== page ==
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On this day in 1963, the United States, Britain and the Soviet Union signed a treaty in Moscow banning nuclear tests in the atmosphere, space and underwater.
A very important event at the time, it did not stop a number of other nations, including some very aggressive ones, from developing a nuclear weapon. We live in an imperfect world and we must make the best of it. Setbacks happen often and great achievements take time that is why faith and hope are so important. We must never cease to believe that the power for good that exists in the world is far stronger than the power for evil. “Nothing that is worth doing can be achieved in our lifetime; therefore we must be saved by hope,” (Reinhold Niebuhr). We should never cease to hope, however black the world may seem.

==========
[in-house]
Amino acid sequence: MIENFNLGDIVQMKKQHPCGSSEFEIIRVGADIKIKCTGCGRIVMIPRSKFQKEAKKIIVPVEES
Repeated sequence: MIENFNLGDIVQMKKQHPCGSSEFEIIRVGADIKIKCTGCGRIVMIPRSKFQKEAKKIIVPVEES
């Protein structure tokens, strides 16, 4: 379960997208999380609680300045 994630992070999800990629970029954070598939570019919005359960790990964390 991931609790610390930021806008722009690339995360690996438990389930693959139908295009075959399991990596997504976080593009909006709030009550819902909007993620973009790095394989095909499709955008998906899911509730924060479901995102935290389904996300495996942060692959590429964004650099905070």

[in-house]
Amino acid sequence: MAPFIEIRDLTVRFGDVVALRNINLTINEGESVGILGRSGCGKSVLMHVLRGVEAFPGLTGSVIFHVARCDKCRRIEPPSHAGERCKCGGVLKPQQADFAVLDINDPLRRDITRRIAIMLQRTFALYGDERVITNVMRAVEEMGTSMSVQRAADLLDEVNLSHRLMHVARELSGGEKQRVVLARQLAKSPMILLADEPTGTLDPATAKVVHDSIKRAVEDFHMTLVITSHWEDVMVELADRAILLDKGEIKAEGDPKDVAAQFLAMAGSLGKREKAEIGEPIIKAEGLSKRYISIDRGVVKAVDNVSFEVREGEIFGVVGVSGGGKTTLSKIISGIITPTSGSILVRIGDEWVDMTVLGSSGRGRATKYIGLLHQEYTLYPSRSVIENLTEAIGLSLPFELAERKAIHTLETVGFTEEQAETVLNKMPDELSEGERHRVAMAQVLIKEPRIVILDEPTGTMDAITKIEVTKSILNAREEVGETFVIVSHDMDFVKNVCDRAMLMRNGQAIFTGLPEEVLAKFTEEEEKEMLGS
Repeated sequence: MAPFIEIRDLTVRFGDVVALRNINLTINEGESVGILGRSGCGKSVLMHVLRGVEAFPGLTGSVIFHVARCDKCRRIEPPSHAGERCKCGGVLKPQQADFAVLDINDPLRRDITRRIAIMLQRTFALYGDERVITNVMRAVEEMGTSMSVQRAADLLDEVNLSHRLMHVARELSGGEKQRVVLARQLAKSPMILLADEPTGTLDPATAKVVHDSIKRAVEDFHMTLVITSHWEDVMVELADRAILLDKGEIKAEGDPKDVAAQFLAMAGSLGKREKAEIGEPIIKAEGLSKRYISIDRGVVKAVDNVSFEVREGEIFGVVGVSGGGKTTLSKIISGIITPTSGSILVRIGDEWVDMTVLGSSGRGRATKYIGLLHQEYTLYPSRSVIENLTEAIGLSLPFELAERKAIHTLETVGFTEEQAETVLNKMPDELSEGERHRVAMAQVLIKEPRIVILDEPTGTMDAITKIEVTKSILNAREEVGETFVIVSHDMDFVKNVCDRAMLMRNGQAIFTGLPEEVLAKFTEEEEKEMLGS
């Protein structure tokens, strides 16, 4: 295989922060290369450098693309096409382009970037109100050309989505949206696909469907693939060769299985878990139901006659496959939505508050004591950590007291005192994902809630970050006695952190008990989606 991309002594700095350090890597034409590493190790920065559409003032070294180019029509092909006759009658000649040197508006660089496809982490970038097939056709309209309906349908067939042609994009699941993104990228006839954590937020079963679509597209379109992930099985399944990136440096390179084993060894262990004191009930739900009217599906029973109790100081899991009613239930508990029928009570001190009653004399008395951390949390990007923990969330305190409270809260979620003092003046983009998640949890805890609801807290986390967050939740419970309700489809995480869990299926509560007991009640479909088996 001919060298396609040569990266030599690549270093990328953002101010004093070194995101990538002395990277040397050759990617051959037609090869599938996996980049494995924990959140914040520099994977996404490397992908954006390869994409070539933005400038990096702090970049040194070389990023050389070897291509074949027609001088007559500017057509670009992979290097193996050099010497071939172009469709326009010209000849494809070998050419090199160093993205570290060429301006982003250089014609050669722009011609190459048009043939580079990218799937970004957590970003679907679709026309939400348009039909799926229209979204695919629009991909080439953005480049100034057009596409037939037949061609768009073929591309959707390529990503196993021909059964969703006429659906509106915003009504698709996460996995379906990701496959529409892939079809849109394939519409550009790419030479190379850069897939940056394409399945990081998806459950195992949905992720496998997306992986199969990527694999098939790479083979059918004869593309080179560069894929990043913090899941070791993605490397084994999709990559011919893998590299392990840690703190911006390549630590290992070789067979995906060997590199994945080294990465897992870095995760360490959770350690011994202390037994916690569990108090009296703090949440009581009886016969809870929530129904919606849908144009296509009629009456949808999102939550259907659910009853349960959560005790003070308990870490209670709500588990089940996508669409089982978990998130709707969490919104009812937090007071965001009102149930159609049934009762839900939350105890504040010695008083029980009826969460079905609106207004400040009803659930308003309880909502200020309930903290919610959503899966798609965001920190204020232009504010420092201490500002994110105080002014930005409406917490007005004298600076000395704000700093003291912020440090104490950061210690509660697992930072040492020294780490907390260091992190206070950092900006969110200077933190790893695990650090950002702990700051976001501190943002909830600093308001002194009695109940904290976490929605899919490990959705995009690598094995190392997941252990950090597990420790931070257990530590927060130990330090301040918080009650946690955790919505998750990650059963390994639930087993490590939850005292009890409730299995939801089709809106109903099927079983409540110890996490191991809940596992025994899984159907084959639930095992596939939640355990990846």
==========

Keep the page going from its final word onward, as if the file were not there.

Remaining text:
Today’s poem is by Emily Dickinson, the strange and reclusive New Englander, who died in 1886 and is now considered one of the greatest American poets:
“Hope” is the thing with feathers
That perches in the soul
And sings the tune without the words
And never stops at all,
And sweetest in the gale is heard;
And sore must be the storm
That could abash the little bird
That kept so many warm.
I’ve heard it in the chillest land
And on the strangest sea,
Yet never, in extremity,
It asked a crumb of me.
I ask today that I will never lose hope. I pray that my faith in the essential power for good in the world will grow stronger.